Yesterday, we delivered our final event before the summer break. At the London Branch of the Chartered Quality Institute, we aim to bring a diverse set of events throughout the year that cater to Quality Professionals from all sectors and industries. Yesterday’s event was our fifth event and it was about the Quality Management Systems, their origins, traditional implementation, their current state and how they are evolving into the future.

The event was presented by Thiago Barcelos, a Chartered Quality Professional and a Quality Manager at Dyson. Thiago shared his international experience with various organisations in the manufacturing industry. A human and social need that set the face of quality, moved into this cumbersome boring non value added time of documents over documents that do not reflect what businesses need. So where is the QMS at now and where is it heading?

Working with Quality Management Systems in organisations that are multicultural and multi dimensional in the products and services they offer, as well as geographical locations they operate in is almost always faced with what is called the Babel Syndrome.

Screenshot 2019-07-24 at 14.20.28

People in different departments and office locations speak different languages, would be working on very similar tasks or projects but the communication between them is not efficient at all that causes the business lots of operational waste and therefore money.

To overcome this syndrome, Thiago shared his experience and how he sets out to build an integrated QMS that answers to the needs of all interested parties. His approach is the pyramid approach with four key top-down aspects:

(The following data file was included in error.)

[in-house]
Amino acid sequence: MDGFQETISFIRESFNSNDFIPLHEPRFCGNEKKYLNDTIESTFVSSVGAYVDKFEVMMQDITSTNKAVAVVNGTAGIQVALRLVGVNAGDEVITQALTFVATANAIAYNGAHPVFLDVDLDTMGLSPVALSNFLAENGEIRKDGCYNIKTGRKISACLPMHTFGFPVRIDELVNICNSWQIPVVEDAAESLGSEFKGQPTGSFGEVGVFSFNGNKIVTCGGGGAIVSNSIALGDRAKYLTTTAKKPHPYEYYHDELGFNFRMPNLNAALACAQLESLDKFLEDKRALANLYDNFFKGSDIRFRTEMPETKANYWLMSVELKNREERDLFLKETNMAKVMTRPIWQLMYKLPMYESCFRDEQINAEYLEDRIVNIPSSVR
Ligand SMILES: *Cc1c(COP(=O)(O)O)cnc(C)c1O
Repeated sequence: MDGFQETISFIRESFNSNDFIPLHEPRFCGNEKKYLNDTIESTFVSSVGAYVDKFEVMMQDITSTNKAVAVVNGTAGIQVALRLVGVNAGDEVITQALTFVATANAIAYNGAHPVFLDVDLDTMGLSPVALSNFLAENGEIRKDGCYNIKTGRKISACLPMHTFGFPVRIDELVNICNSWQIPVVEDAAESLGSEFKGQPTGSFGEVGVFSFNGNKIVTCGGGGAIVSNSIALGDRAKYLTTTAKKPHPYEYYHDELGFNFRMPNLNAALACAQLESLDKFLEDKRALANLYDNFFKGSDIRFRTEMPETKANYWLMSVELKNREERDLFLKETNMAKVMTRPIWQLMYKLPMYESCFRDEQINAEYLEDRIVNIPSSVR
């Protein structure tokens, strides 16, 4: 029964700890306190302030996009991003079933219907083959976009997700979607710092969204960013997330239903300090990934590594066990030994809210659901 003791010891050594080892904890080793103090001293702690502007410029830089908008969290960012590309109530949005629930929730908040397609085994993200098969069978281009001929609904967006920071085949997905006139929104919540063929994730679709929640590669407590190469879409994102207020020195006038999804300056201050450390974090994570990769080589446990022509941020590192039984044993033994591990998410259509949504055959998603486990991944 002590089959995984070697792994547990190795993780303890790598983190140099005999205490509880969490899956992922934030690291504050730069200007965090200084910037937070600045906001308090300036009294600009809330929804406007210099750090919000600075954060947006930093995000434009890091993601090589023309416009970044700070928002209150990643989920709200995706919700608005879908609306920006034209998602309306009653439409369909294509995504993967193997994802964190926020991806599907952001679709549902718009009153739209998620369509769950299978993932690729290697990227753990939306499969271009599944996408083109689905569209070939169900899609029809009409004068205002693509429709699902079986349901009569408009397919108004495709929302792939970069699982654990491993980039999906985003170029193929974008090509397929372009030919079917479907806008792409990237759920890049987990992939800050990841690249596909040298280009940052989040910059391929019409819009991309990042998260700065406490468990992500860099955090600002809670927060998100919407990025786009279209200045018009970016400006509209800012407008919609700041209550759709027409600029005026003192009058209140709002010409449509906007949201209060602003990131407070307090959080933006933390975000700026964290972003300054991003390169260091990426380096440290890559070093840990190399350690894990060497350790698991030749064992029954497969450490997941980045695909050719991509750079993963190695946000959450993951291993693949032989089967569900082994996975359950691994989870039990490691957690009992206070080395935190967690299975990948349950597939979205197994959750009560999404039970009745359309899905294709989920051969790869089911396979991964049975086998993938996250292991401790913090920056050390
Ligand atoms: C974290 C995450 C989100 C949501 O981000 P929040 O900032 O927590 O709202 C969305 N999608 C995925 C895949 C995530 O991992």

• Guidelines and over all structure
  • Department Map
  • Department Processes
  • Forms, Instructions and Manuals

These aspects are very important as they help organisations understand what the framework they are operating within and most importantly help the Quality Professionals understand the scope of their work. Once the framework is clearly defined by leadership and the corporate quality professionals, it moves into the second layer of department leadership and process owners who define the ‘what’. This has to come from them and be aligned with the framework as they are the experts of what they do. Quality professionals play an important role in guiding the process owners, and helping them identify a structured approach such as SIPOC – Suppliers, Inputs, Process, Outputs, Customer.

Once the department processes are completed, layer 4 of the pyramid kicks in. This is the layer that should be fully driven by the people doing the work. Quality professionals should not be involved to this level. They should allow and encourage those who own the work to produce whatever they see suitable for the process, as long as it is aligned with the framework.

By following this approach, the entire concept of quality management  is already evolving from a ‘Quality’ to ‘Business’ Management where knowledge is embedded within the entire system.

It was indeed a great event that had lots of experiences shared by the speaker. It was well received by the audience and I could not help but notice several people snap pictures of the slides and take notes as Thiago shared his ‘how-to’ approach within a QMS.

If you are registered for the event and attended, you will definitely receive the slides that were presented and use them for your reference. This event was open to members and non-members of the Chartered Quality Institute. If you would like to know what we do as a committee and how you can be involved or know when such events are taking place, please get in touch, and I will be glad to assist.

One thought on “Quality Management: Past, Present & Future. A Case from the Manufacturing Sector

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